Kōbe Earthquake Kills Thousands Summary

  • Last updated on November 10, 2022

The major earthquake that struck Kōbe, Japan, in 1995 showed that, despite a long and generally successful tradition of earthquake preparedness, the Japanese were not as well prepared to handle a quake of such magnitude as they had believed.

Summary of Event

Kōbe, Japan’s sixth-largest city and third-largest seaport, is located along Ōsaka Bay on the nation’s main island of Honshū. At 5:46 a.m. on January 17, 1995, an earthquake measuring 7.2 on the Richter scale occurred on Awaji Island, 20 kilometers (a little more than 12 miles) south of the city. The focus of the earthquake was located about 16 kilometers (roughly 10 miles) beneath the epicenter, near the Nojima fault. Disasters;earthquakes Earthquakes;Kōbe[Kobe] Kōbe earthquake[Kobe earthquake] Great Hanshin-Awaji earthquake[Great Hanshin Awaji earthquake] Hyōgo-ken Nanbu earthquake[Hyogo ken Nanbu earthquake] [kw]Kōbe Earthquake Kills Thousands (Jan. 17, 1995) [kw]Earthquake Kills Thousands, Kōbe (Jan. 17, 1995) Disasters;earthquakes Earthquakes;Kōbe[Kobe] Kōbe earthquake[Kobe earthquake] Great Hanshin-Awaji earthquake[Great Hanshin Awaji earthquake] Hyōgo-ken Nanbu earthquake[Hyogo ken Nanbu earthquake] [g]East Asia;Jan. 17, 1995: Kōbe Earthquake Kills Thousands[09110] [g]Japan;Jan. 17, 1995: Kōbe Earthquake Kills Thousands[09110] [c]Disasters;Jan. 17, 1995: Kōbe Earthquake Kills Thousands[09110] [c]Earth science;Jan. 17, 1995: Kōbe Earthquake Kills Thousands[09110] [c]Urban planning;Jan. 17, 1995: Kōbe Earthquake Kills Thousands[09110]

When the earthquake struck, the strong seismic motion followed the Nojima fault and the neighboring Suma and Suwayama faults, which dip to a depth of 20 kilometers underneath the city of Kōbe in the direction of the Rokko Mountains to the north. These faults are part of a very active and complex system produced because Japan lies at the intersection of the Pacific, Philippine, and Eurasian tectonic plates. At this triple junction, the Philippine Sea plate is sliding beneath the Eurasian plate at a rate of 4 centimeters (about 1.6 inches) per year in a process called subduction.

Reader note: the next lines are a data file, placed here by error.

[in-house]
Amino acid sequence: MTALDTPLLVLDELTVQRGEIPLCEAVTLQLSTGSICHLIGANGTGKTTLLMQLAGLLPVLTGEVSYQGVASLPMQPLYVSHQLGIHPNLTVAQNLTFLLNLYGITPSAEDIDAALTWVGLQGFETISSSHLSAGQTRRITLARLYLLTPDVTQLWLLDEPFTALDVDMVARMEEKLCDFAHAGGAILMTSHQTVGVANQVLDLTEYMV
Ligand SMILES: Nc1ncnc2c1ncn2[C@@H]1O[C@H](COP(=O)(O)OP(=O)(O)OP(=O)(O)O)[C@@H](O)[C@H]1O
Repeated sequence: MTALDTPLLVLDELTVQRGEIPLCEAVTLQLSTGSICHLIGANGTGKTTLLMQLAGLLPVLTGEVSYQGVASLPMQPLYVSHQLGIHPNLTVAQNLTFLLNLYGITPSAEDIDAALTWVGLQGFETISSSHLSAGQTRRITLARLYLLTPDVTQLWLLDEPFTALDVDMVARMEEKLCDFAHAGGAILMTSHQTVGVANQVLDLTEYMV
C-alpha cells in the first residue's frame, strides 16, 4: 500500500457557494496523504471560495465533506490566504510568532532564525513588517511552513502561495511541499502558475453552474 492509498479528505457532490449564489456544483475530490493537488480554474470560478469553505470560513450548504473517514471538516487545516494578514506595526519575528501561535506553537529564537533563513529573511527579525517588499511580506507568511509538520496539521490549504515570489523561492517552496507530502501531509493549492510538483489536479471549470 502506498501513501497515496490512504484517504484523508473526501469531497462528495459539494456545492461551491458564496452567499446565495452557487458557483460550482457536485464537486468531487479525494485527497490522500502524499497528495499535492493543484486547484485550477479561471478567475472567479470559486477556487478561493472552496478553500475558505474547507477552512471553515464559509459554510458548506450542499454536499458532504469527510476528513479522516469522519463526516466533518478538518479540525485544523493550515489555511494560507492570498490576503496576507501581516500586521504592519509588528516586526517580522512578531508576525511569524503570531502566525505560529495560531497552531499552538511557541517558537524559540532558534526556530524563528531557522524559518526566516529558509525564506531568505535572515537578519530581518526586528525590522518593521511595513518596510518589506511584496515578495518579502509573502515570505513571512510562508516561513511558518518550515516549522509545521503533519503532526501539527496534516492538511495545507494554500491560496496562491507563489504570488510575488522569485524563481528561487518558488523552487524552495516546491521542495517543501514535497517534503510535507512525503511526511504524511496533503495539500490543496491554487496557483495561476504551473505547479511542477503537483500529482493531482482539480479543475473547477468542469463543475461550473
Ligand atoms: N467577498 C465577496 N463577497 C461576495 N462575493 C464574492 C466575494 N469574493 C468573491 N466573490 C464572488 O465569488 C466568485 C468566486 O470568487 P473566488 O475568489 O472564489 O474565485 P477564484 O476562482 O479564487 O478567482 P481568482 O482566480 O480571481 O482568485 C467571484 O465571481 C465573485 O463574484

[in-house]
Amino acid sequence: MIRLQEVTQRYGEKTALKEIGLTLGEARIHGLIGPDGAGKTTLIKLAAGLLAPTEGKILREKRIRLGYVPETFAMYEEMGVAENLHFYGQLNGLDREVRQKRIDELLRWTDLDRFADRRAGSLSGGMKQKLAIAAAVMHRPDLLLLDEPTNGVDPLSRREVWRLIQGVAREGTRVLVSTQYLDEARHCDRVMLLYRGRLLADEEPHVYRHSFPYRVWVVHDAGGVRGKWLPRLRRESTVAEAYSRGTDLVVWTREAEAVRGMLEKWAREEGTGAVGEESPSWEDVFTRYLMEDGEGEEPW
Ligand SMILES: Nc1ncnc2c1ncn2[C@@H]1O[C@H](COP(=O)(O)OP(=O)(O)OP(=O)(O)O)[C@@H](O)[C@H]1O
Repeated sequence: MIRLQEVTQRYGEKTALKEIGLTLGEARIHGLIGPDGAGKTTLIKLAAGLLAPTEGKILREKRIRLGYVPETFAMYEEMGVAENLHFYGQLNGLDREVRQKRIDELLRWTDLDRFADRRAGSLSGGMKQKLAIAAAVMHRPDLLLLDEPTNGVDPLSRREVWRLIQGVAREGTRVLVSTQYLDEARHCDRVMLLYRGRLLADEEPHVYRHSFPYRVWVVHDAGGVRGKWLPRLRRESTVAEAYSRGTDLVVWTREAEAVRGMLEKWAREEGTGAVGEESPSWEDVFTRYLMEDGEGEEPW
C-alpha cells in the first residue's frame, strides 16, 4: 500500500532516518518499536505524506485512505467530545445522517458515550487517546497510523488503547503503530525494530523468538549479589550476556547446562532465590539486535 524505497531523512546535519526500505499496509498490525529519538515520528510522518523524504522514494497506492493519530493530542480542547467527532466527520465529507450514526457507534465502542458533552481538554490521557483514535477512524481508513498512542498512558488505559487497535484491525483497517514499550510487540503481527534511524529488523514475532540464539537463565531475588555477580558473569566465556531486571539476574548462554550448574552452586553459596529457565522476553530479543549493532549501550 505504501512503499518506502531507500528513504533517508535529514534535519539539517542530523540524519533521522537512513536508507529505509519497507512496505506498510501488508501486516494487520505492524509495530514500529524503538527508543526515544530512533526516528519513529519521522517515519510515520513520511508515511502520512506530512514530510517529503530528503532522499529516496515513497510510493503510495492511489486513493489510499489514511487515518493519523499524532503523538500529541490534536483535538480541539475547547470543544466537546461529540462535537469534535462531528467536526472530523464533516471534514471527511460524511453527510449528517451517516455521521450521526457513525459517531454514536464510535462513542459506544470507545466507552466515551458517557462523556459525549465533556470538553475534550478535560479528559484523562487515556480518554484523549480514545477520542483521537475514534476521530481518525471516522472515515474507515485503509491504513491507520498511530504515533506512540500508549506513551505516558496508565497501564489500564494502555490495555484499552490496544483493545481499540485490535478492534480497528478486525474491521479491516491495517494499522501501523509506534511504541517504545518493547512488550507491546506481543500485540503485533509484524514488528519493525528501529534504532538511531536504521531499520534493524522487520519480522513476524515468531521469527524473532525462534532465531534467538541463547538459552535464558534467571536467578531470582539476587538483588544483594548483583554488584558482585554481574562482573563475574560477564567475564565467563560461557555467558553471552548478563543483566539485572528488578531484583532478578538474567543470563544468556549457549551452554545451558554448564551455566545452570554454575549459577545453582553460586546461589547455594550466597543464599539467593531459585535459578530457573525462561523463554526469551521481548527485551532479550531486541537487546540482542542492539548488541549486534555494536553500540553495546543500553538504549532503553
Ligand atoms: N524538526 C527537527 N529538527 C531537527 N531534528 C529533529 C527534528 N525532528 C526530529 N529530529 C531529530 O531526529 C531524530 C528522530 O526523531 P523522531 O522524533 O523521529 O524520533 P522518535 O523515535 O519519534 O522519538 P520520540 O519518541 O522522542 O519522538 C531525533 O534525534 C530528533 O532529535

The effects of the earthquake were dramatic. Changes of elevation took place that reached 1.3 meters (about 4.3 feet), lateral displacements of 3 meters (9.8 feet) occurred, ground subsidence reached 3 meters in the Kōbe harbor, and average ground elevation increased by 26 centimeters (10 inches) over a rupture of 6 kilometers (3.7 miles). The shaking lasted only about twenty seconds, but it resulted in the deaths of at least 5,000 people (estimates range from 5,378 to 6,433) and injuries to approximately 30,000 more.

Part of the Hanshin Expressway in Nishinomiya lies on its side after the powerful Kōbe earthquake.

(AP/Wide World Photos)

The area that surrounds Ōsaka Bay is covered by young, unconsolidated alluvial sediment and soft mud. These sediments do not stand up well to ground motion triggered by an earthquake. Fill was also used to extend Kōbe’s urban areas and its harbor along the shore ringing Ōsaka Bay. Unconsolidated fill, soft mud, and alluvial deposits, particularly when saturated with water, amplify an earthquake’s shaking and can produce severe ground failure in a geologic process called liquefaction. During liquefaction, the strength of the soils decreases and the ability of these materials to support bridge and building foundations is so diminished that buildings constructed on it lose their support, with catastrophic results. Most of the loss of life in Kōbe was associated with the failure of human-made structures. In the prefecture of Hyōgo, more than 100,000 buildings were damaged. Many buildings were tilted and collapsed in the streets, interrupting traffic. Altogether, some 1.3 million people were left homeless by the quake.

Although the Ōsaka Gas Company stopped the delivery of gas immediately when the quake began, the rupture of gas mains started fires, the deadliest of which took place in a shoe factory in a very densely populated neighborhood. With the streets gridlocked and many of the underground water storage tanks empty, the fire spread quickly to the fragile wooden homes in the low-income area nearby. Many people fleeing the fires were killed when heavy roof tiles—used to protect traditional houses from typhoons—fell on them.





Eight commuter trains were derailed by the earthquake because of damage to the metallic and concrete frames of viaducts and the collapse of electric poles on the railroad tracks. No one was killed in these derailments, but many injuries were reported. A great deal of damage was concentrated along Kōbe’s Hanshin Expressway, where 20-meter (66-foot) supporting piers broke and 500 meters (1,640 feet) of the elevated road fell on its side, catapulting cars and trucks to the ground. Many other viaducts and bridges collapsed in the area as well.